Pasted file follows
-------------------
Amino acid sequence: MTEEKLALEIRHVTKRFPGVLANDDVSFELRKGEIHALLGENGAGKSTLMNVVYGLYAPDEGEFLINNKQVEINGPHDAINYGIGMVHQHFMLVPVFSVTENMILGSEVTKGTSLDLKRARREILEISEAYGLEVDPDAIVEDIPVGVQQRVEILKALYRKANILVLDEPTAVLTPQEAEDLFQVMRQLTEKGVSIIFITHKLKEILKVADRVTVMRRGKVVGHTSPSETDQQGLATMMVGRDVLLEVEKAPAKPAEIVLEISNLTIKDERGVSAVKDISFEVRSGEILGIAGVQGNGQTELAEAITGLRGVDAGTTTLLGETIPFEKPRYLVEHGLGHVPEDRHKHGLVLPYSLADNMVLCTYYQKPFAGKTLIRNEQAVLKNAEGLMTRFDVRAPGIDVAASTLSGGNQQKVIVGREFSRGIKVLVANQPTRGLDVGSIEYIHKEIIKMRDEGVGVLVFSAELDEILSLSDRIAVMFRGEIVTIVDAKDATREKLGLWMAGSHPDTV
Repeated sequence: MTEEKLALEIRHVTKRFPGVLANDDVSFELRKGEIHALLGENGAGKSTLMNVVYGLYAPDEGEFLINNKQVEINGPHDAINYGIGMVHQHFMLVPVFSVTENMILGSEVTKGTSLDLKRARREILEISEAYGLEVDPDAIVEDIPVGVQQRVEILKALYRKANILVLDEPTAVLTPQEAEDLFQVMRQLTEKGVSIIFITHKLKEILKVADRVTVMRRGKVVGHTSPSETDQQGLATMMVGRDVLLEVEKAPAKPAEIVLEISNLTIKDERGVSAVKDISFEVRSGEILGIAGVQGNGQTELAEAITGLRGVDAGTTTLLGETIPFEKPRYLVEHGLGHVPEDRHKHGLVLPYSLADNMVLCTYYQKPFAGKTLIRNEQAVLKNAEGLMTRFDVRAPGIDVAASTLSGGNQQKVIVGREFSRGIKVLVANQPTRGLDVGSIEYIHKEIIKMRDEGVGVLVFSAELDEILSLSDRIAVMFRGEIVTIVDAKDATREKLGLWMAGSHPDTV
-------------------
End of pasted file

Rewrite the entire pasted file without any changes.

Amino acid sequence: MTEEKLALEIRHVTKRFPGVLANDDVSFELRKGEIHALLGENGAGKSTLMNVVYGLYAPDEGEFLINNKQVEINGPHDAINYGIGMVHQHFMLVPVFSVTENMILGSEVTKGTSLDLKRARREILEISEAYGLEVDPDAIVEDIPVGVQQRVEILKALYRKANILVLDEPTAVLTPQEAEDLFQVMRQLTEKGVSIIFITHKLKEILKVADRVTVMRRGKVVGHTSPSETDQQGLATMMVGRDVLLEVEKAPAKPAEIVLEISNLTIKDERGVSAVKDISFEVRSGEILGIAGVQGNGQTELAEAITGLRGVDAGTTTLLGETIPFEKPRYLVEHGLGHVPEDRHKHGLVLPYSLADNMVLCTYYQKPFAGKTLIRNEQAVLKNAEGLMTRFDVRAPGIDVAASTLSGGNQQKVIVGREFSRGIKVLVANQPTRGLDVGSIEYIHKEIIKMRDEGVGVLVFSAELDEILSLSDRIAVMFRGEIVTIVDAKDATREKLGLWMAGSHPDTV
Repeated sequence: MTEEKLALEIRHVTKRFPGVLANDDVSFELRKGEIHALLGENGAGKSTLMNVVYGLYAPDEGEFLINNKQVEINGPHDAINYGIGMVHQHFMLVPVFSVTENMILGSEVTKGTSLDLKRARREILEISEAYGLEVDPDAIVEDIPVGVQQRVEILKALYRKANILVLDEPTAVLTPQEAEDLFQVMRQLTEKGVSIIFITHKLKEILKVADRVTVMRRGKVVGHTSPSETDQQGLATMMVGRDVLLEVEKAPAKPAEIVLEISNLTIKDERGVSAVKDISFEVRSGEILGIAGVQGNGQTELAEAITGLRGVDAGTTTLLGETIPFEKPRYLVEHGLGHVPEDRHKHGLVLPYSLADNMVLCTYYQKPFAGKTLIRNEQAVLKNAEGLMTRFDVRAPGIDVAASTLSGGNQQKVIVGREFSRGIKVLVANQPTRGLDVGSIEYIHKEIIKMRDEGVGVLVFSAELDEILSLSDRIAVMFRGEIVTIVDAKDATREKLGLWMAGSHPDTV